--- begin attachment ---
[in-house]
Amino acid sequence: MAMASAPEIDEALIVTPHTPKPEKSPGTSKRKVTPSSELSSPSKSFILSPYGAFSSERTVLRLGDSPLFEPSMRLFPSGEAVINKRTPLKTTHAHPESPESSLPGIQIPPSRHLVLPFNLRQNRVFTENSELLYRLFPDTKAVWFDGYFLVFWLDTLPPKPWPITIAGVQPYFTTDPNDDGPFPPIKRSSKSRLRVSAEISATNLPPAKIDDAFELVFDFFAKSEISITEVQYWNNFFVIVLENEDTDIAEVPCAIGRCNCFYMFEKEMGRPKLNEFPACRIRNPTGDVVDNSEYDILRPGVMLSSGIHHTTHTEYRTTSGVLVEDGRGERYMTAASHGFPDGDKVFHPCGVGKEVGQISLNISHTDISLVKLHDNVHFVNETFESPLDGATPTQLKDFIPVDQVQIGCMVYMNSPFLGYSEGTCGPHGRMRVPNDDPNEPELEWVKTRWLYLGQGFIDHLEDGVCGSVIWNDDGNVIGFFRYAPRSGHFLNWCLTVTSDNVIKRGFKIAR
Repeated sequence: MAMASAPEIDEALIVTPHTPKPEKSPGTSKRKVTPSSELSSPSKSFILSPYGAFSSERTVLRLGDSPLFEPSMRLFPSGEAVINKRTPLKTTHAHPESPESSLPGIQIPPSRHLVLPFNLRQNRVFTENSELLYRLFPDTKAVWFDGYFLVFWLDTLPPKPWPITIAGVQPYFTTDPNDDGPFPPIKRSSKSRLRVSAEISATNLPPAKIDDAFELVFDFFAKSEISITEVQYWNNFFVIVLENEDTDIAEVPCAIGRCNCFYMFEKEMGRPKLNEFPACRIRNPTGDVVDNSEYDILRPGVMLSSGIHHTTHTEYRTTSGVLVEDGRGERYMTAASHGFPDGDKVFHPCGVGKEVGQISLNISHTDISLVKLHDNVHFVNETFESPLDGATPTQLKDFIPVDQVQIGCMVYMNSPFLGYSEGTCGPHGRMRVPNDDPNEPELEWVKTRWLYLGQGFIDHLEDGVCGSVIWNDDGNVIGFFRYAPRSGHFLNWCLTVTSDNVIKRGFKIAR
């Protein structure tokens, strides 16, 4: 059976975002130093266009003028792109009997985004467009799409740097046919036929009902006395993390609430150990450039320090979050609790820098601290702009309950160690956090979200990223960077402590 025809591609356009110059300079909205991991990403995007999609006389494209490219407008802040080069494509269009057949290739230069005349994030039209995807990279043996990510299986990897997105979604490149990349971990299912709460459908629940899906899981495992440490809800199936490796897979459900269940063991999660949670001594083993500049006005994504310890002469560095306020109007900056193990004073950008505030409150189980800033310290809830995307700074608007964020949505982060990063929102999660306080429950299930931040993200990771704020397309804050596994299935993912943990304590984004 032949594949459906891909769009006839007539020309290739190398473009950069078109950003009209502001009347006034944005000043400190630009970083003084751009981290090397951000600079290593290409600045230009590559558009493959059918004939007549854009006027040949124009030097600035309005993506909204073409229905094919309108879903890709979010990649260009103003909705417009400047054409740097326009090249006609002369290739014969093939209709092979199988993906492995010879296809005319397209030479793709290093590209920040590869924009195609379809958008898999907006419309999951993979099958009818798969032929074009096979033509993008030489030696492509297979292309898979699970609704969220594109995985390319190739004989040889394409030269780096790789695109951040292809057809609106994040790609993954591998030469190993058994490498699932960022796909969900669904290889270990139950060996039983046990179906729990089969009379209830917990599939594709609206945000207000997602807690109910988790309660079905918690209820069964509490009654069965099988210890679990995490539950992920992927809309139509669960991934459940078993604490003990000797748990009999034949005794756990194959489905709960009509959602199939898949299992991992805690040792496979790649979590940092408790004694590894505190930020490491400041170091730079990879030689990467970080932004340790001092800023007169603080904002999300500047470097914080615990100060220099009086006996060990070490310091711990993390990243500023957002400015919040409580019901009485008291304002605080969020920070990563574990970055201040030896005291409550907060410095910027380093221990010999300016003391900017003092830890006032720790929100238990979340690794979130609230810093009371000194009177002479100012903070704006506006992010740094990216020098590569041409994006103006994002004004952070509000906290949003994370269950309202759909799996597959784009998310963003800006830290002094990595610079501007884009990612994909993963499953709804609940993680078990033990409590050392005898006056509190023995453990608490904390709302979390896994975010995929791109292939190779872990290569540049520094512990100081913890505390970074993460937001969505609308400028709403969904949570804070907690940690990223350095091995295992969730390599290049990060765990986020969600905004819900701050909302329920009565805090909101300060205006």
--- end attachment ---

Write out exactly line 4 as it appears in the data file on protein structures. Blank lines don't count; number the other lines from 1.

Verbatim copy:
């Protein structure tokens, strides 16, 4: 059976975002130093266009003028792109009997985004467009799409740097046919036929009902006395993390609430150990450039320090979050609790820098601290702009309950160690956090979200990223960077402590 025809591609356009110059300079909205991991990403995007999609006389494209490219407008802040080069494509269009057949290739230069005349994030039209995807990279043996990510299986990897997105979604490149990349971990299912709460459908629940899906899981495992440490809800199936490796897979459900269940063991999660949670001594083993500049006005994504310890002469560095306020109007900056193990004073950008505030409150189980800033310290809830995307700074608007964020949505982060990063929102999660306080429950299930931040993200990771704020397309804050596994299935993912943990304590984004 032949594949459906891909769009006839007539020309290739190398473009950069078109950003009209502001009347006034944005000043400190630009970083003084751009981290090397951000600079290593290409600045230009590559558009493959059918004939007549854009006027040949124009030097600035309005993506909204073409229905094919309108879903890709979010990649260009103003909705417009400047054409740097326009090249006609002369290739014969093939209709092979199988993906492995010879296809005319397209030479793709290093590209920040590869924009195609379809958008898999907006419309999951993979099958009818798969032929074009096979033509993008030489030696492509297979292309898979699970609704969220594109995985390319190739004989040889394409030269780096790789695109951040292809057809609106994040790609993954591998030469190993058994490498699932960022796909969900669904290889270990139950060996039983046990179906729990089969009379209830917990599939594709609206945000207000997602807690109910988790309660079905918690209820069964509490009654069965099988210890679990995490539950992920992927809309139509669960991934459940078993604490003990000797748990009999034949005794756990194959489905709960009509959602199939898949299992991992805690040792496979790649979590940092408790004694590894505190930020490491400041170091730079990879030689990467970080932004340790001092800023007169603080904002999300500047470097914080615990100060220099009086006996060990070490310091711990993390990243500023957002400015919040409580019901009485008291304002605080969020920070990563574990970055201040030896005291409550907060410095910027380093221990010999300016003391900017003092830890006032720790929100238990979340690794979130609230810093009371000194009177002479100012903070704006506006992010740094990216020098590569041409994006103006994002004004952070509000906290949003994370269950309202759909799996597959784009998310963003800006830290002094990595610079501007884009990612994909993963499953709804609940993680078990033990409590050392005898006056509190023995453990608490904390709302979390896994975010995929791109292939190779872990290569540049520094512990100081913890505390970074993460937001969505609308400028709403969904949570804070907690940690990223350095091995295992969730390599290049990060765990986020969600905004819900701050909302329920009565805090909101300060205006």